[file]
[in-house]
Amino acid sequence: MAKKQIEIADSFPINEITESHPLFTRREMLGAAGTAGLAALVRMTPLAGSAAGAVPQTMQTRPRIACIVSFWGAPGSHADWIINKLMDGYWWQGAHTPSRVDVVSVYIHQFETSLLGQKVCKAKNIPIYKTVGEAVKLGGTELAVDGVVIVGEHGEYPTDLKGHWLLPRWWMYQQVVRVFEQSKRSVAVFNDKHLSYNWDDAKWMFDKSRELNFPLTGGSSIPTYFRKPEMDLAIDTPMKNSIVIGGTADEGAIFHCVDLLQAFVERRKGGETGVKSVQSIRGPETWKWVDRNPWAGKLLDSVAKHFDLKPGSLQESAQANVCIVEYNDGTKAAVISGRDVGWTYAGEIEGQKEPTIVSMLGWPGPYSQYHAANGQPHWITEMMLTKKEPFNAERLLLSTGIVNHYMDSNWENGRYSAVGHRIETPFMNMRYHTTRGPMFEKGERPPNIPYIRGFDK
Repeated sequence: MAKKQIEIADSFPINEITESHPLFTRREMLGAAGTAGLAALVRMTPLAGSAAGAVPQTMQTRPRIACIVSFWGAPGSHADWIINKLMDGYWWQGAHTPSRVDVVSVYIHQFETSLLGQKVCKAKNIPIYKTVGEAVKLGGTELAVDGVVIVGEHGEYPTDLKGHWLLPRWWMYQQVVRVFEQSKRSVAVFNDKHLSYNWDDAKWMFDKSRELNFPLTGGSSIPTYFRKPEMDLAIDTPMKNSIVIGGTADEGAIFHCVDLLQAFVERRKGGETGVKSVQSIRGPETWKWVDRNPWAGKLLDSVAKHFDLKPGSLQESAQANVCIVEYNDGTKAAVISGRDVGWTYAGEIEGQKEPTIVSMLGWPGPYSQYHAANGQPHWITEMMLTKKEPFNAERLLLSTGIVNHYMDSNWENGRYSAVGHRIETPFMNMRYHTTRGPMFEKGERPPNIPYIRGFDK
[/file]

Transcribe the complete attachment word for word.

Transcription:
[in-house]
Amino acid sequence: MAKKQIEIADSFPINEITESHPLFTRREMLGAAGTAGLAALVRMTPLAGSAAGAVPQTMQTRPRIACIVSFWGAPGSHADWIINKLMDGYWWQGAHTPSRVDVVSVYIHQFETSLLGQKVCKAKNIPIYKTVGEAVKLGGTELAVDGVVIVGEHGEYPTDLKGHWLLPRWWMYQQVVRVFEQSKRSVAVFNDKHLSYNWDDAKWMFDKSRELNFPLTGGSSIPTYFRKPEMDLAIDTPMKNSIVIGGTADEGAIFHCVDLLQAFVERRKGGETGVKSVQSIRGPETWKWVDRNPWAGKLLDSVAKHFDLKPGSLQESAQANVCIVEYNDGTKAAVISGRDVGWTYAGEIEGQKEPTIVSMLGWPGPYSQYHAANGQPHWITEMMLTKKEPFNAERLLLSTGIVNHYMDSNWENGRYSAVGHRIETPFMNMRYHTTRGPMFEKGERPPNIPYIRGFDK
Repeated sequence: MAKKQIEIADSFPINEITESHPLFTRREMLGAAGTAGLAALVRMTPLAGSAAGAVPQTMQTRPRIACIVSFWGAPGSHADWIINKLMDGYWWQGAHTPSRVDVVSVYIHQFETSLLGQKVCKAKNIPIYKTVGEAVKLGGTELAVDGVVIVGEHGEYPTDLKGHWLLPRWWMYQQVVRVFEQSKRSVAVFNDKHLSYNWDDAKWMFDKSRELNFPLTGGSSIPTYFRKPEMDLAIDTPMKNSIVIGGTADEGAIFHCVDLLQAFVERRKGGETGVKSVQSIRGPETWKWVDRNPWAGKLLDSVAKHFDLKPGSLQESAQANVCIVEYNDGTKAAVISGRDVGWTYAGEIEGQKEPTIVSMLGWPGPYSQYHAANGQPHWITEMMLTKKEPFNAERLLLSTGIVNHYMDSNWENGRYSAVGHRIETPFMNMRYHTTRGPMFEKGERPPNIPYIRGFDK